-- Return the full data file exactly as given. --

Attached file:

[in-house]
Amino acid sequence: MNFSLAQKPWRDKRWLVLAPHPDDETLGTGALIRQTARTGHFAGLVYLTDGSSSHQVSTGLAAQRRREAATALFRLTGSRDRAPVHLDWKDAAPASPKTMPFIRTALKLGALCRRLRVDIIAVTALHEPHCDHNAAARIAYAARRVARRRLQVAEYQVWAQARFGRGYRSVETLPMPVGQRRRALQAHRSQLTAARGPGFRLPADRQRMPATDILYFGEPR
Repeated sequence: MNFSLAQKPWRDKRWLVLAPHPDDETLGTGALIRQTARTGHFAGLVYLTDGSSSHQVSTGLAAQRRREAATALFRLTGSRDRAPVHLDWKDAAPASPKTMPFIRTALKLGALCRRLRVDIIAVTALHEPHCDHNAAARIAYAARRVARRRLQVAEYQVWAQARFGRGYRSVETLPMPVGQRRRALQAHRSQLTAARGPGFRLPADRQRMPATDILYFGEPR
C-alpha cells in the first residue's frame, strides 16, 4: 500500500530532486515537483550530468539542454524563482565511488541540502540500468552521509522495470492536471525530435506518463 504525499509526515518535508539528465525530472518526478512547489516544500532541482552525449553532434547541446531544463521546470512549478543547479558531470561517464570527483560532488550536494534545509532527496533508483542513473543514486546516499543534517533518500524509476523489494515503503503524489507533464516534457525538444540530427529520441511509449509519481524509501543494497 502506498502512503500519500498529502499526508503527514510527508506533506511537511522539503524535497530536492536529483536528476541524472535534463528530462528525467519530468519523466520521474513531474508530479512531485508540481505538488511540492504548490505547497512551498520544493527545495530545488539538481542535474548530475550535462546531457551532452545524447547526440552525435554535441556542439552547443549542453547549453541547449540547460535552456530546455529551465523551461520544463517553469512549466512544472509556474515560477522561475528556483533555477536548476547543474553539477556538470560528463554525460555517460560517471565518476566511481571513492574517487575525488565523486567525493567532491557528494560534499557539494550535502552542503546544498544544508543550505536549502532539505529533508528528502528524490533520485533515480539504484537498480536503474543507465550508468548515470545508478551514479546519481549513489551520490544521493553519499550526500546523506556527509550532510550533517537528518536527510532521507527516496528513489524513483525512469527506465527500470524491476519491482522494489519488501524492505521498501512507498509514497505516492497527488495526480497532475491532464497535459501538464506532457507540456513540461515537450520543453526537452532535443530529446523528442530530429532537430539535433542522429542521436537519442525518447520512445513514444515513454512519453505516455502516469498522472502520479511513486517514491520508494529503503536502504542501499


[in-house]
Amino acid sequence: MNFSLAQKPWRDKRWLVLAPHPDDETLGTGALIRQTARTGHFAGLVYLTDGSSSHQVSTGLAAQRRREAATALFRLTGSRDRAPVHLDWKDAAPASPKTMPFIRTALKLGALCRRLRVDIIAVTALHEPHCDHNAAARIAYAARRVARRRLQVAEYQVWAQARFGRGYRSVETLPMPVGQRRRALQAHRSQLTAARGPGFRLPADRQRMPATDILYFGEPR
Repeated sequence: MNFSLAQKPWRDKRWLVLAPHPDDETLGTGALIRQTARTGHFAGLVYLTDGSSSHQVSTGLAAQRRREAATALFRLTGSRDRAPVHLDWKDAAPASPKTMPFIRTALKLGALCRRLRVDIIAVTALHEPHCDHNAAARIAYAARRVARRRLQVAEYQVWAQARFGRGYRSVETLPMPVGQRRRALQAHRSQLTAARGPGFRLPADRQRMPATDILYFGEPR
C-alpha cells in the first residue's frame, strides 16, 4: 500500500530532486515537483550530468539542454524563482565511488541540502540500468552521509522495470492536471525530435506518463 504525499509526515518535508539528465525530472518526478512547489516544500532541482552525449553532434547541446531544463521546470512549478543547479558531470561517464570527483560532488550536494534545509532527496533508483542513473543514486546516499543534517533518500524509476523489494515503503503524489507533464516534457525538444540530427529520441511509449509519481524509501543494497 502506498502512503500519500498529502499526508503527514510527508506533506511537511522539503524535497530536492536529483536528476541524472535534463528530462528525467519530468519523466520521474513531474508530479512531485508540481505538488511540492504548490505547497512551498520544493527545495530545488539538481542535474548530475550535462546531457551532452545524447547526440552525435554535441556542439552547443549542453547549453541547449540547460535552456530546455529551465523551461520544463517553469512549466512544472509556474515560477522561475528556483533555477536548476547543474553539477556538470560528463554525460555517460560517471565518476566511481571513492574517487575525488565523486567525493567532491557528494560534499557539494550535502552542503546544498544544508543550505536549502532539505529533508528528502528524490533520485533515480539504484537498480536503474543507465550508468548515470545508478551514479546519481549513489551520490544521493553519499550526500546523506556527509550532510550533517537528518536527510532521507527516496528513489524513483525512469527506465527500470524491476519491482522494489519488501524492505521498501512507498509514497505516492497527488495526480497532475491532464497535459501538464506532457507540456513540461515537450520543453526537452532535443530529446523528442530530429532537430539535433542522429542521436537519442525518447520512445513514444515513454512519453505516455502516469498522472502520479511513486517514491520508494529503503536502504542501499